I do not recognize any of the names personally, and these people are not specifically named as editors, so it is difficult to determine what sort of mark they may have left on the text, and without providing information about the copy-text, the text’s specific origins are unknowable to an outsider. Of course, Project Gutenberg provides a (somewhat reasonable) defense for this:
Creating the works from public domain print editions means that no one owns a United States copyright in these works, so the Foundation (and you!) can copy and distribute it in the United States without permission and without paying copyright royalties.
This is what made Project Gutenberg’s text of MD so easy to acquire, versus HATHITrust and Google, who expressed copyright claims to their digital versions and locked the downloads behind certain obstacles, and while I can appreciate the reverence paid to access, the unclear provenance of the text, other than its recognition as a “public domain text” does not point me to the copy-text being reliable. This perhaps is fine for a general reader, but unsettling for a scholar.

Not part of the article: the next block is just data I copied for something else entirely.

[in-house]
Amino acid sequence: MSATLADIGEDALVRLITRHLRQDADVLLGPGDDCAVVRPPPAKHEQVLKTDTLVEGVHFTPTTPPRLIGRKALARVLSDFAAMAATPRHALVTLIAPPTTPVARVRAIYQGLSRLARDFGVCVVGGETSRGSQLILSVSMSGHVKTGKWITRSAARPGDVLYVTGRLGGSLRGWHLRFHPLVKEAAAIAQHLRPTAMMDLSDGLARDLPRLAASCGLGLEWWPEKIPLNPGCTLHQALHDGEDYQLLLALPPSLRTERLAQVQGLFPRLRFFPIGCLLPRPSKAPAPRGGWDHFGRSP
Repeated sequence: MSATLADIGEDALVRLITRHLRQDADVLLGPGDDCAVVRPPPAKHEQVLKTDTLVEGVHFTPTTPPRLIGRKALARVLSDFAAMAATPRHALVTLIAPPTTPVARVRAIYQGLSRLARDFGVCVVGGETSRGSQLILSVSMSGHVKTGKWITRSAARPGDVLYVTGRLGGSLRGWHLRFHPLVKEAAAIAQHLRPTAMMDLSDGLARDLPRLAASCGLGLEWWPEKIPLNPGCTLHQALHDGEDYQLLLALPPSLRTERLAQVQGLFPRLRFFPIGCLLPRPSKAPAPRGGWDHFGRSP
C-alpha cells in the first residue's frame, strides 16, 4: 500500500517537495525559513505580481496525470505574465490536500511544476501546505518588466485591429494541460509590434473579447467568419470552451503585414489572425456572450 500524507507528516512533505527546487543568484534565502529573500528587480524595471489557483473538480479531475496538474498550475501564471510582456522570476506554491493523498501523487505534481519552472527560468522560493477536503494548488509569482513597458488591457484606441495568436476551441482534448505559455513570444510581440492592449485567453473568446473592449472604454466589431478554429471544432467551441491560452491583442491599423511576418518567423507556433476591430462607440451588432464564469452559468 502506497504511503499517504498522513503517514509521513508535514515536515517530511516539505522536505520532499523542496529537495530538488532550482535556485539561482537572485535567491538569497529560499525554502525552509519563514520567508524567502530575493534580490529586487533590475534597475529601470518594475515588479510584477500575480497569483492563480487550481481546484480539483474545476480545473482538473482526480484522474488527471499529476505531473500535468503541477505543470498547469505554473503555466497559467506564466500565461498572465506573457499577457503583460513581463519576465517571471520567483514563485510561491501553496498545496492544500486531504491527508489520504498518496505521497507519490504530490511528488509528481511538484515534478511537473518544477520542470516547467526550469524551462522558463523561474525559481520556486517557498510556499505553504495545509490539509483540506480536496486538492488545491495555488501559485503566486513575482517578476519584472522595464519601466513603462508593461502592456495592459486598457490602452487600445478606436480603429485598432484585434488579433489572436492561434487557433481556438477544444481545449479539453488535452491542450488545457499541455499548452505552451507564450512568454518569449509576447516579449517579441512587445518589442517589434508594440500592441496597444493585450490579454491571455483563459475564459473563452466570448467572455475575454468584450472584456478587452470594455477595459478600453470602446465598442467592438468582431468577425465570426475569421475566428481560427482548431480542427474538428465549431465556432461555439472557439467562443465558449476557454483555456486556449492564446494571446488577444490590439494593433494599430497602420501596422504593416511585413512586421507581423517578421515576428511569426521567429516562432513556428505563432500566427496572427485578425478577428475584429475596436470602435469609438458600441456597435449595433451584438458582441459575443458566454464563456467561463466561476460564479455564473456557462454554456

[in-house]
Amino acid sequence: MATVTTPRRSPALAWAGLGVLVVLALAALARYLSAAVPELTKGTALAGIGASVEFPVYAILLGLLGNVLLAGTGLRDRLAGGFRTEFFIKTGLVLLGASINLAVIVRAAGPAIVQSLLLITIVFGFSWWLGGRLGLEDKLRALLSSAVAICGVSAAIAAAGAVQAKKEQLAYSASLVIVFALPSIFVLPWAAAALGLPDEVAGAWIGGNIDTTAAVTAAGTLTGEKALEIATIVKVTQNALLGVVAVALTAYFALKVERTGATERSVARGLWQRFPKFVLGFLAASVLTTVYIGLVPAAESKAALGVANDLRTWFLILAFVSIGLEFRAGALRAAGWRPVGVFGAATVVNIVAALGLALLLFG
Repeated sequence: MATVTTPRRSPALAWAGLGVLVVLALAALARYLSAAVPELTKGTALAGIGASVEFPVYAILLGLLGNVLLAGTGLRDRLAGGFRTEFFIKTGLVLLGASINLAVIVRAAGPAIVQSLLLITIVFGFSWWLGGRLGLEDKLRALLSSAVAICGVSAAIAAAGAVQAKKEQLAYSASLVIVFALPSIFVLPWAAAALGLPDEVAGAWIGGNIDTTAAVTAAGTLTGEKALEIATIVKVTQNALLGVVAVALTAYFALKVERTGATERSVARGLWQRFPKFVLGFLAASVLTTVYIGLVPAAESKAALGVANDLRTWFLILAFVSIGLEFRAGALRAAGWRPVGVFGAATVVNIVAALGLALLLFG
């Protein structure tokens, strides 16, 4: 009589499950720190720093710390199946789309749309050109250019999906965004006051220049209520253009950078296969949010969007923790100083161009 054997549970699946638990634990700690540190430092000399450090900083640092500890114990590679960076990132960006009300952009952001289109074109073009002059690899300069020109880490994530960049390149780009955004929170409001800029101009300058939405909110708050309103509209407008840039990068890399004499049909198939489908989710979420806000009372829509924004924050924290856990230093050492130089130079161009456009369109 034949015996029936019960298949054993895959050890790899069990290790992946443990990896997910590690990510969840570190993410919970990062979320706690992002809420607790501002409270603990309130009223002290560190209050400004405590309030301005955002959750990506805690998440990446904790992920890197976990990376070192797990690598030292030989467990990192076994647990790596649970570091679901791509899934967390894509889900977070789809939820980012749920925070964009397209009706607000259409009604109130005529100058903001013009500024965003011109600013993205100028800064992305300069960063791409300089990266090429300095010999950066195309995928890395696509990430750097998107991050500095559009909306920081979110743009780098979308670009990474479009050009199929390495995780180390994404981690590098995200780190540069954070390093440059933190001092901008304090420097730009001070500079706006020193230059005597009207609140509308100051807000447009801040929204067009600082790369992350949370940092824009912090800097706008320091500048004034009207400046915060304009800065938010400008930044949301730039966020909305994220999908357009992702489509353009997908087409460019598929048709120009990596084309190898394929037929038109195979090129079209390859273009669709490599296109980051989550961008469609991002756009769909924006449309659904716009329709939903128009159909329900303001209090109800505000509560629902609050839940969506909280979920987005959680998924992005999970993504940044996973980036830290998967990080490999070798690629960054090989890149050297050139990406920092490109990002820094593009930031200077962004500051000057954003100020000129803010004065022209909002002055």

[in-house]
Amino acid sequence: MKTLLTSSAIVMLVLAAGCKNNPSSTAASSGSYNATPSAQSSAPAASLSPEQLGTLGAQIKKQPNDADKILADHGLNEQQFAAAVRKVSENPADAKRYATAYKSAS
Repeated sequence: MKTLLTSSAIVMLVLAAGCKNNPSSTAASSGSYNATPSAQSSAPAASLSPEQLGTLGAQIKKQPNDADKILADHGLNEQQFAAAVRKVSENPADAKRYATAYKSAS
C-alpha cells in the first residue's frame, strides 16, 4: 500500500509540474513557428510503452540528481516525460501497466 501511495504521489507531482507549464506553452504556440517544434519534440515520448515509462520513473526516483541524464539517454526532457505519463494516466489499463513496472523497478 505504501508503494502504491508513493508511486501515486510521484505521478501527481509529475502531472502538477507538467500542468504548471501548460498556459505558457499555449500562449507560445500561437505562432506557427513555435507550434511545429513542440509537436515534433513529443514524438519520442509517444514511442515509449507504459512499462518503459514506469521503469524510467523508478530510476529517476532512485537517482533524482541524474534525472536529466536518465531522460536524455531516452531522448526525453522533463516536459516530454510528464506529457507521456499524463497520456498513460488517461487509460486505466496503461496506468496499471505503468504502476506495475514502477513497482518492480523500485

On the other hand, HATHITrust and Google Books both provide some more concrete information because the book is viewed through images of a scanned hard copy. What is unfortunate is that the two public domain editions available on each platform were also very dated. HATHITrust’s edition of MD is from a 1929 Macmillan edition (which is about the time Melville was rediscovered but well before academics began critically editing his work) and Google Books full text edition is from the 1851- the year the book was published. Google’s edition wins, for me at least, because the 1851 edition at least is more reputable than whatever edition served as the copy-text of Project Gutenberg’s edition, and it stands to reason may have served as the copy-text for HATHITrust’s version. Easily accessing the first edition of the book leaves little questions to scholars as to what they are working with, and can actually be very useful not only as a text itself, but as an artifact of the novel’s original form (before critical editing).